It’s kinda like that scene in Definitely, Maybe.
We are on opposite ends of the couch, both our laptops in our laps, our legs intertwined, him working on lesson plans and me looking at hotels in foreign countries that have alabaster beaches and cobalt water. Every once in awhile we pass our computers back and forth accompanied by shorthand grunts and mumbles, so he can look at pictures and I can proofread his words.
Outside the sky has turned from peacock to flamingo, and is now sliding through shades of Clementine on its way to plum. The music that was playing has long since stopped, leaving us in silence punctuated by keyboard clicks and unintentional sighs. After a little while, I notice that my nails are tapping a solo now that his have been tucked behind his head. I look up and he is staring at me.
“You know this isn’t gonna work, right?” he asks, not accusing, not emotional, but rather matter of fact as though he just told me I am short or that hoes are having the best year ever.
“Yes. I know.”
We both sigh in unison, smiling at each other across our ivy vine legs.
“It’s ok, you know.”
“To not be ready.”
“I think so too,” I reply before pausing, “most of the time.”
“It is.” He untangles his long legs from mine. “Some things linger longer than we think they should. But even lingering isn’t forever.”
“It seems like it is. It feels like forever. And then sometimes not nearly long enough.”
“It just means you’re human. You’re not a hurt person hurting people. You are just a hurt person.”
In all honesty, part of me wants to get angry, and I can feel a bit of my defensive nature start to bubble, way down low in my gut. But beneath that is the truth, solid and weighted, extinguishing the fires of combativeness before they even spark.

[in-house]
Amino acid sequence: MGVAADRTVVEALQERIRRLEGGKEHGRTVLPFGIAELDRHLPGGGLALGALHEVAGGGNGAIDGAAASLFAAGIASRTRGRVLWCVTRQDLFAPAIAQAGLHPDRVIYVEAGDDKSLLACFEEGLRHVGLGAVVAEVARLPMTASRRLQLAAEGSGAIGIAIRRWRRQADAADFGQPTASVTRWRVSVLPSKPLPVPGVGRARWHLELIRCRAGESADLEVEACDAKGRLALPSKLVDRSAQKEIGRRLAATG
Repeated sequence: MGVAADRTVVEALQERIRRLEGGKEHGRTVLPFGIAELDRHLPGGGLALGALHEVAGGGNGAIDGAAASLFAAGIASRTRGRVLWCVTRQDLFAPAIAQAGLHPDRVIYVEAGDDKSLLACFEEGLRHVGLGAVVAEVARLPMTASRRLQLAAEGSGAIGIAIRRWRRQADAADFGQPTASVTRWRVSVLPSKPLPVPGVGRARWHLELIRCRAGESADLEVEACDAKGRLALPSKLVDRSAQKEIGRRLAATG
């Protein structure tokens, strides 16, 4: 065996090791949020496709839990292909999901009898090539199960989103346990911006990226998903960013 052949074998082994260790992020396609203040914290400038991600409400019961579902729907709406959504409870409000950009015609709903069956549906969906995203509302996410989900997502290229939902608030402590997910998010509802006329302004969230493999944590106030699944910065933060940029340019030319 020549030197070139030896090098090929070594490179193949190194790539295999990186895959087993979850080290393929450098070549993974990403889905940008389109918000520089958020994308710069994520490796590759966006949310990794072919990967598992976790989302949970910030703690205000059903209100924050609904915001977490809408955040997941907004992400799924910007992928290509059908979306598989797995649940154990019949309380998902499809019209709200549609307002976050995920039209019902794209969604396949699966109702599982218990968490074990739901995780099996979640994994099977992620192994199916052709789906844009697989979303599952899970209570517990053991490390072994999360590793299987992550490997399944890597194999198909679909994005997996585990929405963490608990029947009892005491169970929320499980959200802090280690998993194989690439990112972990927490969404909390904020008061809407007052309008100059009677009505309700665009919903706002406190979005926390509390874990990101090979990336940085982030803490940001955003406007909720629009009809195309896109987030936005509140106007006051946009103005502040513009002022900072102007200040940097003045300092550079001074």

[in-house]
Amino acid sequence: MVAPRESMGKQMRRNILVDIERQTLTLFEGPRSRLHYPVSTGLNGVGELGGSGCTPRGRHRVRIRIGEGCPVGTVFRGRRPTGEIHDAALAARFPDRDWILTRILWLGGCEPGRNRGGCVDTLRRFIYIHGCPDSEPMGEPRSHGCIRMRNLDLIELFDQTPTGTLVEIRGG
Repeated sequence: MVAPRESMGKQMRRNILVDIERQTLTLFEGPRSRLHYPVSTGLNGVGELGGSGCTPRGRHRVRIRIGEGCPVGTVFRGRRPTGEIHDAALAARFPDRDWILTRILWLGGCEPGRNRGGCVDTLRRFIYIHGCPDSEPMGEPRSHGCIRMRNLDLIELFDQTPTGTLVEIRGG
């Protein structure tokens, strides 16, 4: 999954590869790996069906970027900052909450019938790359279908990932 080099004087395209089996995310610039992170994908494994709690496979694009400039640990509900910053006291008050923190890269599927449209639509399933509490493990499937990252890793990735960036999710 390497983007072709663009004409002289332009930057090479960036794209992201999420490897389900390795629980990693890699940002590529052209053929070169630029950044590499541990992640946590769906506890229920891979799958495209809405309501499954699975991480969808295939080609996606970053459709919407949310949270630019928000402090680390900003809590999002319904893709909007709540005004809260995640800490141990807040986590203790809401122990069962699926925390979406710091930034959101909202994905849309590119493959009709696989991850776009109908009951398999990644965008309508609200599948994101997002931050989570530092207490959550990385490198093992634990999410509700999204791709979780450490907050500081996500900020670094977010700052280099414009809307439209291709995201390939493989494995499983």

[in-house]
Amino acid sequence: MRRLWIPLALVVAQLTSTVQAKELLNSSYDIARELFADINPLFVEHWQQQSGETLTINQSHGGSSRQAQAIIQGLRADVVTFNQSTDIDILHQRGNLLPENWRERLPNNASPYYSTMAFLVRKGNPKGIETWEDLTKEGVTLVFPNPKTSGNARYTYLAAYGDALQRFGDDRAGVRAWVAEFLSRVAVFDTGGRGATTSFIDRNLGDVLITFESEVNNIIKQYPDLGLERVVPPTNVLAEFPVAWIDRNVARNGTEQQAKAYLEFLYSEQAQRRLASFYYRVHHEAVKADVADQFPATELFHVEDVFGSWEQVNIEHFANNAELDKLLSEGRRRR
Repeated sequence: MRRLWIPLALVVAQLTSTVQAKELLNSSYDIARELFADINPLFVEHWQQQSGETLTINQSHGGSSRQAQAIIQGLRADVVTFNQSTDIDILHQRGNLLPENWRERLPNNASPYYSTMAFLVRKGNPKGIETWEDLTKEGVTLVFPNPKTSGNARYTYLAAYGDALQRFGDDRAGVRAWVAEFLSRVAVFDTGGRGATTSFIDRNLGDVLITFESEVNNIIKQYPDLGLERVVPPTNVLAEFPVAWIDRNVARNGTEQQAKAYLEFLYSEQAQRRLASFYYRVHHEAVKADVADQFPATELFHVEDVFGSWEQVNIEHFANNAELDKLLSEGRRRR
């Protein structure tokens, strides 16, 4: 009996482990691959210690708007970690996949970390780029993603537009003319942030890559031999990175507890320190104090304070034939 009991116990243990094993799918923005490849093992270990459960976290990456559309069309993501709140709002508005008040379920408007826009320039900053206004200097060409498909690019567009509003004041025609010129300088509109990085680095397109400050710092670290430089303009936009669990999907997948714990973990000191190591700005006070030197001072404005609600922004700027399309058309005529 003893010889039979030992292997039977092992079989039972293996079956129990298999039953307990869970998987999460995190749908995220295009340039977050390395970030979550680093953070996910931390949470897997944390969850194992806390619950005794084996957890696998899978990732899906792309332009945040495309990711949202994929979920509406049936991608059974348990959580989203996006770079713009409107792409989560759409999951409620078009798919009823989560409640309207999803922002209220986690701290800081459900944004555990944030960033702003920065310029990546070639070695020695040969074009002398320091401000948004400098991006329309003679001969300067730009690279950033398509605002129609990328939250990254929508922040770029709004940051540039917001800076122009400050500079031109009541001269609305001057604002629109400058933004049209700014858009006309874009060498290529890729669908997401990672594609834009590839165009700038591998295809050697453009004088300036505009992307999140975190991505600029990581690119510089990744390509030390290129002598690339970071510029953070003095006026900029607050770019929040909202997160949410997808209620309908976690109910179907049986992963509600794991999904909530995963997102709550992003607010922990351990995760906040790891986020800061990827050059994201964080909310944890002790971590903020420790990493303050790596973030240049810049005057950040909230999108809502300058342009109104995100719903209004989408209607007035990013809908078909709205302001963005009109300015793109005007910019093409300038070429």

I am hurt. And isn’t that what I have been afraid of admitting all this time?
“You’ll be fine,” he tells me and he says it so calmly, so incredibly sure that I believe him. “Better than fine actually. You’ll be beautiful.” He pauses. “You’re not used to it being you that’s wrong with a relationship, are you?”
“NO!!!” I yell, and we both burst out laughing.
Before our laughter subsides, the door bell rings signaling that our Chinese food has been delivered.
“I’ll get that,” he says grabbing his wallet and heading towards the door. “The Daily Show is about to come on,” he tells me, pointing at the TV over his shoulder. He grabs the food and spreads it out to where we have decamped on the floor as I flip channels. We pray, holding hands as we do before we eat. He interrupts before I finish, and without letting go of my hand, he holds his chopsticks up in front of his face.
“To better,” he says, his smile so brilliant and beautiful and bittersweet that I could burst into tears right there over my steamed dumplings.
“To better,” I intone and we tap our chopsticks together.